High quality efforts to test theory require reliable data that conform closely to the theoretical constructs being tested. That one should strive for congruence between theory and measures may seem obvious to the point of being trite, but our reading of empirical research in strategy suggests that many studies fall short of this ideal. A common problem is a mismatch between the unit of analysis in the theoretical model and the level of aggregation of the data used in the study. For example, firm-level data may be (mis)used to test a theory that focuses on interactions among individual agents or project teams. Such a mismatch may obscure significant empirical regularities or generate spurious inferences. A second common problem is to choose as an empirical proxy for a theoretical construct some measure that others can interpret as a proxy for a very different construct. When proxies allow different interpretations, empirical studies cannot distinguish between alternative theories. Because it is often impossible to identify perfect proxies, strategy scholars must be sensitive to alternative explanations for empirical regularities.

Theory-testing efforts should also employ empirical designs and methods that generate valid inferences that support or refute the stated hypotheses. Empirical designs and methods can be flawed in countless ways, but one problem is pervasive in strategy research: a failure to account adequately for the inherent endogeneity of strategic action. Almost all strategy theories assume that managers selectively choose strategic actions based on expected performance outcomes. This selection implies that firms whose managers choose different actions are likely different, often in ways the researcher can’t observe. It is common in empirical research in strategy to observe differences in actions and in performance across firms and to conclude that the differences in action caused the differences in performance. This causal conclusion may be deeply flawed, however, if the researcher did not take care: It may be that underlying, unobserved differences across firms caused both the differences in actions and the differences in outcomes. Such mistakes can lead us to reject sound theories, support faulty theories, and offer bad advice to managers. Only careful empirical designs and methods can protect the strategy field from such mistakes. 1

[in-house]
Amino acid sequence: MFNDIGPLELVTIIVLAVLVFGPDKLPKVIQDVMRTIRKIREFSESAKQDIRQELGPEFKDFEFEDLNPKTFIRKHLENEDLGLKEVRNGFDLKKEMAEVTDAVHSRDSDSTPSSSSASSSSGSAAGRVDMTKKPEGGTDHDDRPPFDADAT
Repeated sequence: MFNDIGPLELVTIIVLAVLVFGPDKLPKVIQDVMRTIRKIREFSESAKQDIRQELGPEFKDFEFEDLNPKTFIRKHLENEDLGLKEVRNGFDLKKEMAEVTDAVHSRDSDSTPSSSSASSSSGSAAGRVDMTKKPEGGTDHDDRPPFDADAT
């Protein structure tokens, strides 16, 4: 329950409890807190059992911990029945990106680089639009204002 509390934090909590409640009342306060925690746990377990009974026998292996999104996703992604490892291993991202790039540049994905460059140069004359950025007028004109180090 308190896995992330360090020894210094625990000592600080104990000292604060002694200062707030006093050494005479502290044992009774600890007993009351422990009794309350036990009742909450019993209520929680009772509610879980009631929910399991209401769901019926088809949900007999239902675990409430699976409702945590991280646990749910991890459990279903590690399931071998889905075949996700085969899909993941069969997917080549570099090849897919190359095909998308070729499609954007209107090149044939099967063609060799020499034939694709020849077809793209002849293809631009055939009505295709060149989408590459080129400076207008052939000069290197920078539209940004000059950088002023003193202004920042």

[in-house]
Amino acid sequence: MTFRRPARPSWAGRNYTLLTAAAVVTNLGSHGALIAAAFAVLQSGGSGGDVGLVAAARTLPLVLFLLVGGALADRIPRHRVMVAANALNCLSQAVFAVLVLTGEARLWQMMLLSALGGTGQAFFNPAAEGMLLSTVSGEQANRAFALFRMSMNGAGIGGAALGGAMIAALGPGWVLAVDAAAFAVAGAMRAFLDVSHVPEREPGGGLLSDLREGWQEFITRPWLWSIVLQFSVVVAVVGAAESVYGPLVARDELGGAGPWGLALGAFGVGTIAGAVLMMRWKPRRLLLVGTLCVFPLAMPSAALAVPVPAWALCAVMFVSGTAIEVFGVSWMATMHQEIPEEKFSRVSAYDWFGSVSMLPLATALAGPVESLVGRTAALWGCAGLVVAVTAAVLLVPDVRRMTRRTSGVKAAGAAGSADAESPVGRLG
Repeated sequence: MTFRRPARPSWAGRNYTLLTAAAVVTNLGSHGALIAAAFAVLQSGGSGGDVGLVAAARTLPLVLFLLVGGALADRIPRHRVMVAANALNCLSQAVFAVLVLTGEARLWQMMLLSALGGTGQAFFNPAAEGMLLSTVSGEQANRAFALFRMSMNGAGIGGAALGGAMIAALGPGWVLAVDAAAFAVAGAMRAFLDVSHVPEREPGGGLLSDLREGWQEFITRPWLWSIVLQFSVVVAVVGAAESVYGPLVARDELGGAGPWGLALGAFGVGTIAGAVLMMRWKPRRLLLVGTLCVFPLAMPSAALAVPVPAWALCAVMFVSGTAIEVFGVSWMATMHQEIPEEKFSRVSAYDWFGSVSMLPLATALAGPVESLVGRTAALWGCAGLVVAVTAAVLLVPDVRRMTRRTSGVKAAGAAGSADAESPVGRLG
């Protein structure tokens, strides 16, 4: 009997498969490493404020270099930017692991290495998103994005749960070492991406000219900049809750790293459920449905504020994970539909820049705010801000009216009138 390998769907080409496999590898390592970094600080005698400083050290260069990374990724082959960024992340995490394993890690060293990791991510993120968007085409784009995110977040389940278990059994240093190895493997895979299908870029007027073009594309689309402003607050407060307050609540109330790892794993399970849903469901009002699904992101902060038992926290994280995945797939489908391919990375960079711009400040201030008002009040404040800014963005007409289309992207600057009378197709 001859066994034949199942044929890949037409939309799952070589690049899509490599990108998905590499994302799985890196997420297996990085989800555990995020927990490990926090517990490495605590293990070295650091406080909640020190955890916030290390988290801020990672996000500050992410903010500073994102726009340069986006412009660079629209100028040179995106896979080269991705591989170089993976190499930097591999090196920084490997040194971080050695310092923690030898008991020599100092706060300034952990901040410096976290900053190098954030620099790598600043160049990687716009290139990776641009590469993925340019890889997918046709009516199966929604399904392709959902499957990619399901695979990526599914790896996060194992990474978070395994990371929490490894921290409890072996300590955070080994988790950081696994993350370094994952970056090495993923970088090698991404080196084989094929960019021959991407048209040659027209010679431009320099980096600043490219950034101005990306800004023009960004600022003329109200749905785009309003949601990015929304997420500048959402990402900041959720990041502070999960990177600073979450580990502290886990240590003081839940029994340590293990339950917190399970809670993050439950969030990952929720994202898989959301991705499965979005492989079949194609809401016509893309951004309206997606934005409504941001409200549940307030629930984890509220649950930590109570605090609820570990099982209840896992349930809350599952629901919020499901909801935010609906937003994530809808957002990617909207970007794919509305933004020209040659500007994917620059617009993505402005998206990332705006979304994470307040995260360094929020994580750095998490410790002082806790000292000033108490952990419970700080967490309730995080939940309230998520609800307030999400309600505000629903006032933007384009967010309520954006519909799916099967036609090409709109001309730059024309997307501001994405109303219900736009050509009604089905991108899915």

In sum, scholars should ask themselves the following questions as they design and execute empirical studies in strategy; affirmative answers to these questions set high quality empirical papers apart from the rest.
  • Are data presented and analyzed as transparently as possible?
  • Does the research employ reliable data that conform closely to theoretical constructs? In particular, do the level of analysis and the unit of observation in the study match those of the theory? Can the empirical proxies discriminate among alternative explanations?
  • Are the empirical designs and methods chosen carefully to generate valid inferences? In particular, have concerns about endogeneity and selection been addressed adequately?


1 See, Hamilton & Nickerson (2003) and Bascle (2008) for discussion of potential sources of bias in strategy research, as well as suggested solutions. Note, however, that blind reliance on canned empirical ‘fixes’ to endogeneity problems to the exclusion of conceptual discussion can also be misleading, since choosing an empirical method often involves trading off different problems. For example, to correct for self selection one typically has to impose some fairly strict distributional assumptions, which themselves are often violated. Investigating and testing the validity of assumptions underlying different empirical models in particular settings is a crucial step.